Bergamasco Shepherd

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Bergamasco Shepherd
Ortensia di Valle Scrivia.jpg
A Bergamasco shepherd dog
Other names
  • Bergamasco Shepherd Dog
  • Bergamasco Sheepdog
  • Bergamasco
  • Cane da pastore Bergamasco
OriginItaly
Traits
Height Dogs 58–62 cm (23–24 in)[1]
Bitches 54–58 cm (21–23 in)[1]
Weight Dogs 32–38 kg (71–84 lb)[1]
Bitches 26–32 kg (57–71 lb)[1]
Coat felted on the main parts of the body
Colour merle or black
Life span 13–15 years
Kennel club standards
Ente Nazionale della Cinofilia Italiana standard
FCI standard
Dog (domestic dog)

The Bergamasco Shepherd, Italian: Cane da Pastore Bergamasco, is an Italian breed of sheepdog. It originated in the Alpi e Prealpi Bergamasche, where it was used as a herding dog for both sheep and cattle.

History[edit]

The origins of the Pastore Bergamasco are unknown.[2] A genetic study in 2018 found evidence of haplotypes shared with other European breeds including the Berger Picard, the Bernese Mountain Dog and the Briard.[3]

A dog of this type was exhibited at the first Italian dog show in Milan in 1881.[2] The first registration of the breed in the Libro Origini Italiano, the Italian national stud-book, was in 1891.[4] A breed association, now called the Associazione Amatori del Cane da Pastore Bergamasco, was established in 1949.[2] The breed was recognised by the Ente Nazionale della Cinofilia Italiana in 1956,[2] and was definitively accepted by the Fédération Cynologique Internationale in the same year.[5]

In the nine years from 2011 to 2019, annual registrations in Italy averaged 97 per year, with a maximum of 149 and a minimum of 48.[4]

Characteristics[edit]

Bergamasco is a medium size dog with a rustic appearance

The Bergamasco is a robust and rustic dog of medium size, solidly built and well proportioned. It is roughly square in outline when seen from the side – the length of the body is approximately equal to the height at the withers.[1][6] Dogs stand some 58–62 cm at the withers, and weigh about 32–38 kg; bitches are about 4 cm smaller, and weigh on average 6 kg less.[1][7]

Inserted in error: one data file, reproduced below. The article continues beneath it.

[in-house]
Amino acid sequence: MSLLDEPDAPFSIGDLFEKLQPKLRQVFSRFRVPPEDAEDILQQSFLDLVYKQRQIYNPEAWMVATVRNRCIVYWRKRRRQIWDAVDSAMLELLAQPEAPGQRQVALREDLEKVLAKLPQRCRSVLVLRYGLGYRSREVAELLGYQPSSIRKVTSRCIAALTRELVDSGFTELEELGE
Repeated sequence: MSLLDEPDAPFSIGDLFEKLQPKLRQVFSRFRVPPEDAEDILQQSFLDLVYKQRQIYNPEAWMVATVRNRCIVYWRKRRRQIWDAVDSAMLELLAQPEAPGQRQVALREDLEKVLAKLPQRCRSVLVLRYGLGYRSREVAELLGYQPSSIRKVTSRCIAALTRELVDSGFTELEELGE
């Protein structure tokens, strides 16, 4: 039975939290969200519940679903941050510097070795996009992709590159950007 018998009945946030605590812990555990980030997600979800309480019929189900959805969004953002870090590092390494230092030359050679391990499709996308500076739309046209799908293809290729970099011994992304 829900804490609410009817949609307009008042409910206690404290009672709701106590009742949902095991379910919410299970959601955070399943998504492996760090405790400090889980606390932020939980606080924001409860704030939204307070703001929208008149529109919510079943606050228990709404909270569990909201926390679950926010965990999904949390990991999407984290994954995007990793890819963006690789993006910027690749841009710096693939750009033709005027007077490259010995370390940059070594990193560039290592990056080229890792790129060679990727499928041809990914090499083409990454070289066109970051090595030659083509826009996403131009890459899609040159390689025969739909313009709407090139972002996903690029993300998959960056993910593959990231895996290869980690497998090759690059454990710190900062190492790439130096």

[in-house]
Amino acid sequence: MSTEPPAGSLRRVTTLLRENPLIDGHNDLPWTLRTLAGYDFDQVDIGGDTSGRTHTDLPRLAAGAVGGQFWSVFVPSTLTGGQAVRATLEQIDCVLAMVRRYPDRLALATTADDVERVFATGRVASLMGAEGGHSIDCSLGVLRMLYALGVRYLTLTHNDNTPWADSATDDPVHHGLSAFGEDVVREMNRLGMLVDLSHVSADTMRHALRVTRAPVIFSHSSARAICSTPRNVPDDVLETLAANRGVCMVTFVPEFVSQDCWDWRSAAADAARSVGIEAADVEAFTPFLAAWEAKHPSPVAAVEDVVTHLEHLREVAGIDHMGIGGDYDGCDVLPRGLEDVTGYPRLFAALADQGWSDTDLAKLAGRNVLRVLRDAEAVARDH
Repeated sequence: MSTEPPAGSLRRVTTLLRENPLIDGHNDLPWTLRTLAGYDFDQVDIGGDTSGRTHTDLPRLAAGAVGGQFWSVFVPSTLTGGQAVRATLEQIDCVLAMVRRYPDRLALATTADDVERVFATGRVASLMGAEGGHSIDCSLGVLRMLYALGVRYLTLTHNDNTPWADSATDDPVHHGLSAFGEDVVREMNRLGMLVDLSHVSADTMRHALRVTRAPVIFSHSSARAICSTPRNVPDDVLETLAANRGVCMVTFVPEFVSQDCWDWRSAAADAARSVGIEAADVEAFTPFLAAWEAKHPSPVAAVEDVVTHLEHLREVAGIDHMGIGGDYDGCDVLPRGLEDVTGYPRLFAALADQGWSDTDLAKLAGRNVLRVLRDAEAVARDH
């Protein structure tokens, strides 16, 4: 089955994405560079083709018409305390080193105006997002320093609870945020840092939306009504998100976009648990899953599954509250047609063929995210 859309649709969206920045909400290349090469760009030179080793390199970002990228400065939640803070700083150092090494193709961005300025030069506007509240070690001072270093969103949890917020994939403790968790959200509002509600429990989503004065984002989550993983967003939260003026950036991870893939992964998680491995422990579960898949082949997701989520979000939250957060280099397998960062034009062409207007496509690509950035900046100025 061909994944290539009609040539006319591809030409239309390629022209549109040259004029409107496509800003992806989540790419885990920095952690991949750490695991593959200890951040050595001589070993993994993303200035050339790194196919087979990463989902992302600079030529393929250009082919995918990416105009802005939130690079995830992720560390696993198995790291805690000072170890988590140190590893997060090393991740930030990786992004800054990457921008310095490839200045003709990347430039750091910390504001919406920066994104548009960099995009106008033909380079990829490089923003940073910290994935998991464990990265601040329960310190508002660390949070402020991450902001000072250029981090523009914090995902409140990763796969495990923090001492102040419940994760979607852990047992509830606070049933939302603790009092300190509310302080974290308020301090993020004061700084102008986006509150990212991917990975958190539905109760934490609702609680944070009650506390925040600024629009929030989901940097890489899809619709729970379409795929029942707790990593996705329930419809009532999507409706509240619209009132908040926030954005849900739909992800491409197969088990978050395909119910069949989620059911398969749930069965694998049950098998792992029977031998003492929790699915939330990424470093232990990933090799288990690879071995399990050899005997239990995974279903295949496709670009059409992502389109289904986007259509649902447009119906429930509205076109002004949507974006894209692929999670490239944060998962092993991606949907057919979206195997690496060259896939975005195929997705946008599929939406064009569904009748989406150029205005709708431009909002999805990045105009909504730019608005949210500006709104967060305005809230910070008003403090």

It is characterised by a long thick coat which covers every part of the dog. Particularly on the hind part of the body, the coat forms long matted locks which provide good protection from bad weather; on the fore part of the body the hair is coarse and forms wavy ringlets like those of a goat, while the hair on the head is rather finer.[7] The coat may be of any shade of grey, from very pale to matt black; some tinges of isabella or fulvous colour are allowable.[7]

References[edit]

  1. ^ a b c d e f FCI-Standard N° 194: Cane da Pastore Bergamasco (Bergamasco Shepherd Dog). Fédération Cynologique Internationale. Accessed February 2021.
  2. ^ a b c d Associazione Amatori del Cane da Pastore Bergamasco: Storia (in Italian). Ente Nazionale della Cinofilia Italiana. Archived 11 August 2020.
  3. ^ Andrea Talenti, Dayna L. Dreger, Stefano Frattini, Michele Polli, Stefano Marelli, Alexander C. Harris, Luigi Liotta, Raffaella Cocco, Andrew N. Hogan, Daniele Bigi, Romolo Caniglia, Heidi G. Parker, Giulio Pagnacco, Elaine A. Ostrander, Paola Crepaldi (2018). Studies of modern Italian dog populations reveal multiple patterns for domestic breed evolution. Ecology and Evolution. 8: 2911–2925. doi:10.1002/ece3.3842.
  4. ^ a b Cane da Pastore Bergamasco (in Italian). Ente Nazionale della Cinofilia Italiana. Accessed February 2021.
  5. ^ FCI breeds nomenclature: Cane da Pastore Bergamasco (194). Fédération Cynologique Internationale. Accessed February 2021.
  6. ^ Descrizione: Cane da Pastore Bergamasco (in Italian). Ente Nazionale della Cinofilia Italiana. Archived 7 July 2014.
  7. ^ a b c FCI Standard N° 194: Cane da Pastore Bergamasco (in Italian). Ente Nazionale della Cinofilia Italiana. Accessed February 2021.